Health Care Client Alert - January 2016

2016 Enforcement Trends that May Affect Your Practice


HHS’s Office of the Inspector General (OIG) announced its New Year’s resolutions for 2016 in the form of a Work Plan, which it unveiled in November. As you may know, the OIG was created to protect the integrity of HHS programs by detecting and preventing fraud, waste, and abuse and by holding accountable those who do not meet program requirements. In 2015, they reported exclusions of 4,112 individuals and entities from participation in Federal health care programs, 925 criminal actions against individuals and entities, and 682 civil actions, including false claims and unjust-enrichment lawsuits. Through the creation of its annual Work Plan, the OIG identifies the areas it believes are most in need of attention and, accordingly, sets its priorities for the sequence and proportion of resources to be allocated.

The following are the areas the OIG has identified as needing more attention in 2016 that may impact your practice:

  • Anesthesia Services: Physicians report the appropriate anesthesia modifier code to denote whether the service was personally performed by an anesthesiologist, or medically directed and delegated to some other health care professional, such as a nurse anesthetist. Incorrectly coding the service as having been provided personally by an anesthesiologist will result in an overpayment, for which the OIG will seek reimbursement.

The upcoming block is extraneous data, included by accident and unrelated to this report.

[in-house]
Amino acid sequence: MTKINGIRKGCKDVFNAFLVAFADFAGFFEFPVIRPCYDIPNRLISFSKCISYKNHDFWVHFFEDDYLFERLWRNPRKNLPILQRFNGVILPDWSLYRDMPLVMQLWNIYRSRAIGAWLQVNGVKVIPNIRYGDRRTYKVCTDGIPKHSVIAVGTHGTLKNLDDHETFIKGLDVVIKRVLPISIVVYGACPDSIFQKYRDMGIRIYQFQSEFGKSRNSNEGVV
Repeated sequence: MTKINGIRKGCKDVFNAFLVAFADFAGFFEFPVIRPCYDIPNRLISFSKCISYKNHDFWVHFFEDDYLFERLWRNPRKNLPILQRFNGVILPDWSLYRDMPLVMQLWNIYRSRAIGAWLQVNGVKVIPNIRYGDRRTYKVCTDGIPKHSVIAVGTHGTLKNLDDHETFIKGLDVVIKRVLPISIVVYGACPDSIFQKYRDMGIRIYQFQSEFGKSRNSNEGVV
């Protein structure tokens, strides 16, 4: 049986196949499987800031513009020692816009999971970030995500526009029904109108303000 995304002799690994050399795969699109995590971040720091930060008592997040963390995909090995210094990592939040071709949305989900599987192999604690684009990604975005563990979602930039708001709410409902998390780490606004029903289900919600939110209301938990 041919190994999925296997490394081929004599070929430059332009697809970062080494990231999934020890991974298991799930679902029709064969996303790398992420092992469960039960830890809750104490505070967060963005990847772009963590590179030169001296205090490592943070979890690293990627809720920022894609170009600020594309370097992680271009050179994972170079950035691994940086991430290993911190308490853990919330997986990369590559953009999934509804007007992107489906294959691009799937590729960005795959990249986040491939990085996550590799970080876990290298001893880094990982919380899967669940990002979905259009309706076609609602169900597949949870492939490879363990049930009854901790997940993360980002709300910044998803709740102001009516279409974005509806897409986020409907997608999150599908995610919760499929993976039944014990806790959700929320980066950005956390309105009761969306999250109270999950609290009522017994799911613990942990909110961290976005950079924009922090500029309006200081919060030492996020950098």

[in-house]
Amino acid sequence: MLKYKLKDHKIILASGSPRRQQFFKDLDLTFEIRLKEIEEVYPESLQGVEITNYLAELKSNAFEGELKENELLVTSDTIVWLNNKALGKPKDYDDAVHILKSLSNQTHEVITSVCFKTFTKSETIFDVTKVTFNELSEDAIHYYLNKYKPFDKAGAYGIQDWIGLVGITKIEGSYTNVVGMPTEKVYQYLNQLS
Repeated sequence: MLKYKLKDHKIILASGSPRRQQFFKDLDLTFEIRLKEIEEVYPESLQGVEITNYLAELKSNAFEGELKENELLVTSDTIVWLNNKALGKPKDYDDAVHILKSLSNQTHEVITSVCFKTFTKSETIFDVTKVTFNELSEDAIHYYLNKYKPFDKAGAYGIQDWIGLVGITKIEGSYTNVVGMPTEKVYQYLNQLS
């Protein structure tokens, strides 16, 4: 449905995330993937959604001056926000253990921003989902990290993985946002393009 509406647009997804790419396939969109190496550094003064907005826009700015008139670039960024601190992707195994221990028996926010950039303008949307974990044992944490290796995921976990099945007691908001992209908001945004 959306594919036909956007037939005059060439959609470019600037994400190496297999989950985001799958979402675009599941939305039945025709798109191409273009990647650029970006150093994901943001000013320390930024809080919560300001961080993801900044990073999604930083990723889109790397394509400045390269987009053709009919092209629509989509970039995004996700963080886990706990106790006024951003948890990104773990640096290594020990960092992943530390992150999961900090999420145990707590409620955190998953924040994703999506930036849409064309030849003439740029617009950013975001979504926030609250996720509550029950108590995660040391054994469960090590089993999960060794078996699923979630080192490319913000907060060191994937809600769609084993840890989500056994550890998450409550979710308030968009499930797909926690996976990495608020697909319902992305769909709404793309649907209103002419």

• Chiropractic Services: Medicare Part B only pays for a chiropractor’s manual manipulation of the spine to correct a subluxation if there is a neuromusculoskeletal condition for which such manipulation is considered to be medically reasonable or necessary. Chiropractic maintenance therapy is not considered to be medically reasonable or necessary and is therefore not payable.
  • Clinical Laboratory Services: The OIG will be analyzing Medicare payments for clinical diagnostic laboratory tests, including the top 25 clinical diagnostic laboratory tests, since it found that it pays more than other insurers for certain high-volume and high-expenditure tests. Medicare payment rates for these tests beginning in 2017 will be based on private payer rates.
  • Physicians-referring/ordering Medicare Services and Supplies: The OIG will review select Medicare services, supplies and durable medical equipment (DME) referred or ordered by physicians and non-physician practitioners to determine whether the referring providers were Medicare-enrolled practitioners, as required.
  • Anesthesia Services/Non-covered Services: The OIG will review Part B claims to determine whether the beneficiary had a related Medicare service. Medicare will not pay for anesthesia related to items or services that are not reasonable and necessary.
  • Physician Home-visits: The OIG will determine whether Medicare payments to physicians for evaluation and management home visits were reasonable and made in accordance with Medicare requirements. Physicians are required to document the medical necessity of a home visit in lieu of an office or outpatient visit.